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Antique spinning wheel

Bigstock/Maren Winter

Gretchen E. Ziegenhals: Everything old is new again

As Christian leaders, how can we recognize and honor both the new and innovative and the old that grounds and roots the new? A managing director at Leadership Education at Duke Divinity ponders this when she sells an antique spinning wheel.

Someone refinishing a piece of furniture

Jeff Kaplan saw a problem with the toxins in the stuff in our homes, so he and his partners began selling toxin-free home furnishings. His vision is to transform the industry.

Photo courtesy of New Living

Dave Odom: Chasing problems is a key to social innovation

Innovation begins with carefully listening to a community and defining the problems it’s facing. Then social innovators act, learning from failure and building on success, writes the executive director of Leadership Education at Duke Divinity.

Paul Grogan with schoolchildren

Paul S. Grogan, president of the Boston Foundation, visits with students in a school supported by the foundation, which  works with community members, state and local governments, and other institutions to improve health and vitality of greater Boston.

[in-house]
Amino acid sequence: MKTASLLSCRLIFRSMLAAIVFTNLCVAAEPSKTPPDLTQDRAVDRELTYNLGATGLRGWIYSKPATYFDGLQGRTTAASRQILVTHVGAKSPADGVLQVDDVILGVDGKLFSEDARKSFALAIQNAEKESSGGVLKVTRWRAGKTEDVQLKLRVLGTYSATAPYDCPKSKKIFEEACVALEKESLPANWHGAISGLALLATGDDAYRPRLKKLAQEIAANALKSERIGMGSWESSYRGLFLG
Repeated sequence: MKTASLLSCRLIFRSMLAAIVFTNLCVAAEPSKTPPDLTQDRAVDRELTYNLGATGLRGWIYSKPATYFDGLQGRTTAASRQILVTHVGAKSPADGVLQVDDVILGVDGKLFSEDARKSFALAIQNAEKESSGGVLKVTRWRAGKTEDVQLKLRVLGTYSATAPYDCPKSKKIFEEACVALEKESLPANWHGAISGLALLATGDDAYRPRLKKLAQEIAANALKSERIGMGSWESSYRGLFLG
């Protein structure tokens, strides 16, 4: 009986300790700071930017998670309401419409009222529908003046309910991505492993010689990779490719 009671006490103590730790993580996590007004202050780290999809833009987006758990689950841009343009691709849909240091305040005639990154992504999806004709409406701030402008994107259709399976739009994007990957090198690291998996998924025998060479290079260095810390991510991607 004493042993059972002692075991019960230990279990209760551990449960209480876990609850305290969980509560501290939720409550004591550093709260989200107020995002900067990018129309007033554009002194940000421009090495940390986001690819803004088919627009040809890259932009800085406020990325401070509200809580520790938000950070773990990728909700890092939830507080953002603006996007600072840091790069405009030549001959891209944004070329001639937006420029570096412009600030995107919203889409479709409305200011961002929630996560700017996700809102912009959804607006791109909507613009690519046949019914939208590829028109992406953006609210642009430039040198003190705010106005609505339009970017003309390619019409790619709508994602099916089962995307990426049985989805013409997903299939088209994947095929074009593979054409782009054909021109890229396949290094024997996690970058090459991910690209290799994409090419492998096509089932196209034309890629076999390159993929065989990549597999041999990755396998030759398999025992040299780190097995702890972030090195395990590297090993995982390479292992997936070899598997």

Images courtesy of the Boston Foundation

Paul S. Grogan: How a community foundation becomes a civic leader

The Boston Foundation envisions its role as more than just a philanthropy; it also serves as a civic leader, says the foundation president in this Q&A.

Two men talking in a classroom

Photo by Loren Warkentin/Northwest Baptist Seminary

Kent Anderson: A mastery model for theological education

Northwest Baptist Seminary in Vancouver collaborated with its denomination and churches to create Immerse, an M.Div. program built on a set of outcomes that are learned and practiced in the church. In this Q&A, the president talks about the program and the process that produced it.

Two boys eat lunch at the Cy Hope Center

The nonprofit Cy-Hope has opened two Hope Centers, where 50-80 kids stop by after school each week to have a safe, fun place to hang out and get help with their homework.
Images courtesy of Cy-Hope

A Houston church supports its community by helping schoolchildren

Members of Foundry UMC discovered deep needs in the seemingly prosperous suburb where the church is located. They responded by creating a nonprofit that has helped thousands of economically disadvantaged children.

Kevah Teaching Fellowship cohort

Kevah supports small group learning by matching interested groups of people with trained Jewish educators. Some of these teachers are trained by Kevah, others already are professionals. Here the Kevah teaching fellowship cohort gathers with Kevah founder Sara Bamberger (in red headscarf) and Rabbi David Kasher (right front).
Photos by Laura Turbow

Kevah offers a DIY approach to Jewish millennials

A startup in California has adapted the small group model to Jewish life, offering support for people to study ancient texts in community. The approach is attracting both young and old, the unaffiliated as well as synagogue members.


Traditioned Innovation

Leadership Education at Duke Divinity teaches a way of thinking that holds the past and future in tension, not in opposition.
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